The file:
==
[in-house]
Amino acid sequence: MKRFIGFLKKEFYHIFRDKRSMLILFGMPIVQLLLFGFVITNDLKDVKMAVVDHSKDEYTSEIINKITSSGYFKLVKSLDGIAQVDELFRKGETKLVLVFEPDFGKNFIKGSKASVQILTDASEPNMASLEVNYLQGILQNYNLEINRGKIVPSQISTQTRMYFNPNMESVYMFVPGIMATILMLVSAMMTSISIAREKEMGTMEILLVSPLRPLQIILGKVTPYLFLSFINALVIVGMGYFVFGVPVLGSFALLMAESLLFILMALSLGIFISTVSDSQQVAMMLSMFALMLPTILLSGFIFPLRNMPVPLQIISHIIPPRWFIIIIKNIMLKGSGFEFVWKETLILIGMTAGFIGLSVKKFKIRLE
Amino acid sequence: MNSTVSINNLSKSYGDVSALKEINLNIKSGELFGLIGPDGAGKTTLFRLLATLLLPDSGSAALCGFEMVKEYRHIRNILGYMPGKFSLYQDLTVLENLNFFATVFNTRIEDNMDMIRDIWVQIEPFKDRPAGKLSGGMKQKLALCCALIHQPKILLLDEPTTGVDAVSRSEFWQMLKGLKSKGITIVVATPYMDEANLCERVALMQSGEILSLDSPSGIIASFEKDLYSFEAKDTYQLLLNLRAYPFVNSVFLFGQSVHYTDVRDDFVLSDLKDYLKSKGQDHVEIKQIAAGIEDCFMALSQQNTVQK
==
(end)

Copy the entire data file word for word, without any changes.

[in-house]
Amino acid sequence: MKRFIGFLKKEFYHIFRDKRSMLILFGMPIVQLLLFGFVITNDLKDVKMAVVDHSKDEYTSEIINKITSSGYFKLVKSLDGIAQVDELFRKGETKLVLVFEPDFGKNFIKGSKASVQILTDASEPNMASLEVNYLQGILQNYNLEINRGKIVPSQISTQTRMYFNPNMESVYMFVPGIMATILMLVSAMMTSISIAREKEMGTMEILLVSPLRPLQIILGKVTPYLFLSFINALVIVGMGYFVFGVPVLGSFALLMAESLLFILMALSLGIFISTVSDSQQVAMMLSMFALMLPTILLSGFIFPLRNMPVPLQIISHIIPPRWFIIIIKNIMLKGSGFEFVWKETLILIGMTAGFIGLSVKKFKIRLE
Amino acid sequence: MNSTVSINNLSKSYGDVSALKEINLNIKSGELFGLIGPDGAGKTTLFRLLATLLLPDSGSAALCGFEMVKEYRHIRNILGYMPGKFSLYQDLTVLENLNFFATVFNTRIEDNMDMIRDIWVQIEPFKDRPAGKLSGGMKQKLALCCALIHQPKILLLDEPTTGVDAVSRSEFWQMLKGLKSKGITIVVATPYMDEANLCERVALMQSGEILSLDSPSGIIASFEKDLYSFEAKDTYQLLLNLRAYPFVNSVFLFGQSVHYTDVRDDFVLSDLKDYLKSKGQDHVEIKQIAAGIEDCFMALSQQNTVQK